Noise refers to both Electro-Magnetic Interference (EMI) and Radio Frequency Interference (RFI). Electrical power is transmitted with sine waves, usually as an alternating current (AC). The usage of many electronic devices in close proximity to each other can alter the pattern of these waves. When this occurs, it can result in overheating, data loss, and distorted audio or video.

Frequency shifts, also known as harmonic distortion, usually happen when lighting equipment shifts the sine wave frequency to something other than the standard 60 Hertz. This can result in the overheating of electrical wiring and power supply errors leading to unscheduled shut downs.

Preventing Damage

Surge protectors are the easiest and most affordable way to provide your equipment with an immediate layer of protection. When buying a surge protector, you want a high amount of joules and low let-through voltage.

Joules are basically how much energy the device can absorb over its lifetime. Let-through voltage is how much voltage is passed on to connected devices when the surge protector is hit with a 6,000-volt surge.

The best surge protectors will even have outlets for phone, TV, and USB cables. All of those cable types can be damaged from power surges. Just make sure you aren’t getting a power strip string only, which is simply an extension of a wall outlet and offers no protection.

For the best protection you will need an uninterruptible power supply (UPS). These power supplies will provide power to your equipment whenever it sags or stops completely. Most small power supplies will keep your computer running for about 10 minutes or just network equipment for about an hour. Having enough time to properly shut down your equipment can mean all the difference when it comes to saving your data and hardware.

Should You Leave Your PC On Or Power It Down?

Michael Menor is Vice President of Support Services for Tech Experts.

At the end of the workday, you’ve got an important decision to make: power down your desktop or log off? Each option has its own set of pros and cons, but are you confident that you’re making the right decision? Here’s how to find out for sure.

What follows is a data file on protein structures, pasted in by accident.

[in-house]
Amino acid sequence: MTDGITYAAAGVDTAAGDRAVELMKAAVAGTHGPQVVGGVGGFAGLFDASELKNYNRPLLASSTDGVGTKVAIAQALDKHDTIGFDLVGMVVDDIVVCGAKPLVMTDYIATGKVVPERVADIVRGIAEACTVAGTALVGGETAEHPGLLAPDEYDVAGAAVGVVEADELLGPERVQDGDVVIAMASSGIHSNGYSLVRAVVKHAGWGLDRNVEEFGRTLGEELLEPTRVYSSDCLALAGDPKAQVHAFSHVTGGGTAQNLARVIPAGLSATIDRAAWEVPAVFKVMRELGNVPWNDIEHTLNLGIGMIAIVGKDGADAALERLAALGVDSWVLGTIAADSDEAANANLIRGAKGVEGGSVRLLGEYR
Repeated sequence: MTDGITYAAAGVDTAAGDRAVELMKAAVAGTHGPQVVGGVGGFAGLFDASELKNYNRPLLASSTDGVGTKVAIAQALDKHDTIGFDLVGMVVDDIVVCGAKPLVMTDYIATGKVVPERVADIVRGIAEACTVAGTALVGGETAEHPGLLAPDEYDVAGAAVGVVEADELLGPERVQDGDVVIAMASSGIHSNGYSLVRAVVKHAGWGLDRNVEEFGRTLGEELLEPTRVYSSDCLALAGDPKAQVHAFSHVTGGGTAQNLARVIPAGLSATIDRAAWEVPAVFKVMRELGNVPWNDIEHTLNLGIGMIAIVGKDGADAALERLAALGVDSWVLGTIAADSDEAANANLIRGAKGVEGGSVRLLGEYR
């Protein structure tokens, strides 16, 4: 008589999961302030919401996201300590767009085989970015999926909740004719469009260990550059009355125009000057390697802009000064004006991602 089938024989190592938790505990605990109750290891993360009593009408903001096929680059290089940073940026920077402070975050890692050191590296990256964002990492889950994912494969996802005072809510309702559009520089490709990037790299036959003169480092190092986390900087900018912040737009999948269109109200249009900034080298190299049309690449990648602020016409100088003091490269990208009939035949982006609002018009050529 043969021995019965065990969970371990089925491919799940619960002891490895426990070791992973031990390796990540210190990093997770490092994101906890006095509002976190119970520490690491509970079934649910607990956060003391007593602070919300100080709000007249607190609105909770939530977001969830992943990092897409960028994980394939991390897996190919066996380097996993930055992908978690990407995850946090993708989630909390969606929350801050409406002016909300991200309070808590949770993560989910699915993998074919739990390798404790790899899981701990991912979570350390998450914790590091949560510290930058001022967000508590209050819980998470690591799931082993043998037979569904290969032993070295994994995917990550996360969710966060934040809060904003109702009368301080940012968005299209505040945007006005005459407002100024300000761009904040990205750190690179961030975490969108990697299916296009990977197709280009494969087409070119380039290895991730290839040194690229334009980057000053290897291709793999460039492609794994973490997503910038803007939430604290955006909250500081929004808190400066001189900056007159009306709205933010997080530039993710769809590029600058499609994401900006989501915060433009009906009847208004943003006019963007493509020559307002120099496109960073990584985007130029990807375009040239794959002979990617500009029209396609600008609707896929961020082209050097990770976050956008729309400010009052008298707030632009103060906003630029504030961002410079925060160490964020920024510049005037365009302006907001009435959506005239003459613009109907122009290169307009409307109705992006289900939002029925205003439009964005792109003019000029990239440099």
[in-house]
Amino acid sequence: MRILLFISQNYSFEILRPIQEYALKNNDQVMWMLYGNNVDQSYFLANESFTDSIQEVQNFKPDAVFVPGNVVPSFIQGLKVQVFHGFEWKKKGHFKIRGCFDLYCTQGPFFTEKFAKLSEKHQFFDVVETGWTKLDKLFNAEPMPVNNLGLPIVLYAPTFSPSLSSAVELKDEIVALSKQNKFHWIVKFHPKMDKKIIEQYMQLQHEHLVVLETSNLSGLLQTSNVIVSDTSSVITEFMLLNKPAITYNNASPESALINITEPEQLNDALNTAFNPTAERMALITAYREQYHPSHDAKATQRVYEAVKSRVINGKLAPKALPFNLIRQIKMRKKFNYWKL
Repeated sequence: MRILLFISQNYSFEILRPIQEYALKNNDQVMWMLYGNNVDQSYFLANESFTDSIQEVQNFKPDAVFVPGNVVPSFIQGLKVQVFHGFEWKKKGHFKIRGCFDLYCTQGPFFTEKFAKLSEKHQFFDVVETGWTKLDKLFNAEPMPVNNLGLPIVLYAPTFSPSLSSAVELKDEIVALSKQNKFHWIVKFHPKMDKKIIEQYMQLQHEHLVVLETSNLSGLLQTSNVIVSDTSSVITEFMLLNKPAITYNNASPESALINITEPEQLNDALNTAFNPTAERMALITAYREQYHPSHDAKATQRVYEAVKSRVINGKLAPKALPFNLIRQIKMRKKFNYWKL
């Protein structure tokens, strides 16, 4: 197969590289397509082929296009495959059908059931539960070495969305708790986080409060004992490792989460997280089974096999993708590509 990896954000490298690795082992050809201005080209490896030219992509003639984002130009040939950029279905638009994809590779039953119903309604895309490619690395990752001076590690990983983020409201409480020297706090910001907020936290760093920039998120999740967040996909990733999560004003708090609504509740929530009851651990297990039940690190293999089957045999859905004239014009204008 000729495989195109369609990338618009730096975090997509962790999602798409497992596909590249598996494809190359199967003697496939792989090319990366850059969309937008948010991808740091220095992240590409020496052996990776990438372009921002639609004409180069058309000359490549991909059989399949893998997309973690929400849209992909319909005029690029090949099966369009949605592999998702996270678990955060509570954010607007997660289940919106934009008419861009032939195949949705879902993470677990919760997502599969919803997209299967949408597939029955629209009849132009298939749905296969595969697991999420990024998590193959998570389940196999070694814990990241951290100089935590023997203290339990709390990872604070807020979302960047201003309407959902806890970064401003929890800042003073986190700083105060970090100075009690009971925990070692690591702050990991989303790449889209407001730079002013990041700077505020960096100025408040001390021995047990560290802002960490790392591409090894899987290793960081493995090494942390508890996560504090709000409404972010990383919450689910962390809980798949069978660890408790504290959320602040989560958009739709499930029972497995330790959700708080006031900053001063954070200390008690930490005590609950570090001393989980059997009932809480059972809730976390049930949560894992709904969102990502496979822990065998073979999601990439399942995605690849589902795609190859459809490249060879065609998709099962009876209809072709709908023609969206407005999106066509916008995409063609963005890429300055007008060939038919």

First off, the answer to this question is dependent upon how frequently the machine is used. For the sake of this article, let’s address the computing needs of the average office worker who uses their PC for the Monday through Friday, 9-to-5 grind.

Secondly, we feel the need to address a common perception about turning a computer on and off: it does NOT cause physical harm to the equipment.

This was the case in the early days of the PC, back when the power surge from powering it on was actually bad for the components, but this issue has been resolved since 1993.

Another factor to consider is power consumption. If you’re the kind of person that likes to make sure every light is turned off before going home and you pride yourself in finding ways to lower your electricity bill, then you may want to power down your machine for the night.

Although, if you’re looking to leave it on in order to get a jump start on your workday, then put your PC in sleep mode (a.k.a Standby or Hibernate) before leaving the office, instead of turning it off.

Sleep mode is designed to use as little energy as possible, which equates to less than what’s used by a traditional light bulb.

Your geographical location should also factor into this decision.

For example, if you live in a place that’s prone to natural disasters and the power grid sporadically has blackouts, then you’re going to want to power off your machine at the end of the workday.

Unless your IT infrastructure is equipped to handle power inconsistencies with tools like an Uninterrupted Power Supply, a powered-on computer can be damaged by a sudden loss of power.

Also, as explained by Computer Hope, while turning off a PC can protect from a sudden loss of power, turning it off does nothing to prevent damage from a power surge: “A power surge destroys electrical devices regardless if it is on or off. Therefore, turning the computer off does not prevent this from occurring. The only way to prevent power surges is to unplug all power cables, phone cables, and network cables.”

Another factor that you’ll want to consider is your computer’s maintenance schedule. For example, it’s best practice to run a daily virus scan at night so that the scan doesn’t interfere with your work during the day.

Also, if you’re taking advantage of managed IT services like the services that Tech Experts provides, then you’ll want to leave your desktop powered on so that we can remote into it (or all of them) and run scans, perform routine maintenance, apply patches and updates, and more. If the machine is powered down, then we won’t be able to access it and do our job.

After considering all of these different factors, only you can know if it’s best to turn off your PC at the end of the day or keep it on.